Journey times between Birmingham and London will be cut to “well under an hour” with direct links to Heathrow and the Channel Tunnel, under Government plans for a new high-speed rail line.
The ambitious scheme, which could cost up to £30 billion, is part of a package of transport proposals including a new runway at Heathrow Airport and scrapping plans for extra lanes on the M6 between Birmingham and London.
Transport Secretary Geoff Hoon told the House of Commons he saw “a strong case” for a line offering speeds of up to 200 mph, running initially from London to Birmingham and linked to a new Heathrow International railway station, which could later be extended to the north of England and Scotland.
It marked a major shift from the position of three years ago, when a Government study conducted by former British Airways chief executive Sir Rod Eddington concluded that high-speed rail was too expensive and would do little to help the environment.
The Government will create a company called High Speed 2, chaired by former civil servant Sir David Rowlands, to develop proposals for a new line running between Birmingham and the West Midlands.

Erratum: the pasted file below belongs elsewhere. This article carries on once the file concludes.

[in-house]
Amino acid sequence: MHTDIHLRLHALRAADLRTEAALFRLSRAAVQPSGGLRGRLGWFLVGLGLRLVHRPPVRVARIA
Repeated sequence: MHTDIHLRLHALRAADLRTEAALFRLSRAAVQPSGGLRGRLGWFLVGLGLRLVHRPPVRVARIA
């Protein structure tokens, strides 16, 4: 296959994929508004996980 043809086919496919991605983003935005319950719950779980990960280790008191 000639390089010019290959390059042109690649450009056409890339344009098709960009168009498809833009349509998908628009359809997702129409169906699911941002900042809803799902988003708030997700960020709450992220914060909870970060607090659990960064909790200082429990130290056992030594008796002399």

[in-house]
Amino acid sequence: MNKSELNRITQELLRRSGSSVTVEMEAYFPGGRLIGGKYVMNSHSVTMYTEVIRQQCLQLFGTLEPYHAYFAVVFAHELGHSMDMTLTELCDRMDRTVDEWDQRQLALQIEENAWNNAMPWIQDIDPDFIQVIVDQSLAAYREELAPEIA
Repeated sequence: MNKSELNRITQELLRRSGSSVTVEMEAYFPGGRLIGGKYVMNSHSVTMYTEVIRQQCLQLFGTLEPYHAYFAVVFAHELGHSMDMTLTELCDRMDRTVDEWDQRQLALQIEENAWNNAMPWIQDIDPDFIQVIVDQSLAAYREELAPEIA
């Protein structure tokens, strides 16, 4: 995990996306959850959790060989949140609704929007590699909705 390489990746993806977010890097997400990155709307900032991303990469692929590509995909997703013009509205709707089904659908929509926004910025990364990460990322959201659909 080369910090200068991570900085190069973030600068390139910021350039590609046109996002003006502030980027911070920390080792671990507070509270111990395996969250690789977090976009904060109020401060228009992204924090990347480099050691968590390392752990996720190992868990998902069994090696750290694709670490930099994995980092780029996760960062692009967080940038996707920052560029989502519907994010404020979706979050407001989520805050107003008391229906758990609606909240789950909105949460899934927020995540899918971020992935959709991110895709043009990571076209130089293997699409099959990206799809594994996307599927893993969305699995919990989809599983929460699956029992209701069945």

It will consider the case for linking the new line to the Channel Tunnel service, also known as High Speed 1, which runs from St Pancras to the tunnel entrance in Kent. This would create a faster service from the Midlands and the North to Continental Europe.
A study published by the Department for Transport suggested services could run at up to 200mph. It warned that new rail links between Birmingham and London were needed because the West Coast Main Line, which also runs between the West Midlands and the capital, will become overloaded south of Rugby by about 2025.
Sir David’s inquiry is due to draw up recommendations on the route a high-speed line would follow and how it should be funded by the end of the year. Ministers will make a decision based on its findings, which will go out to consultation. Centro, the West Midlands’ transport authority, welcomed the announcement. Chief executive Geoff Inskip said: “Work done last year showed the benefits of such a link to the region’s economy would be in excess of £10 billion.
“The connection into Heathrow and London, together with the expansion of the runway at Birmingham International, would bring Europe that much closer to the West Midlands and greatly increase our links to the world.”
Mr Hoon also revealed that the Government had abandoned plans to expand the M6 between Birmingham and Manchester in favour of allowing drivers to use the hard shoulder instead.
In 2002, the DoT announced plans to widen the M6 to eight lanes between Junction 11A at Cannock and Junction 19, south of Manchester, to cut congestion. But Mr Hoon said trials on the M42 had shown that opening hard shoulders could lead to faster journeys and less congestion, “all delivered at a lower cost than a more conventional road-widening scheme.”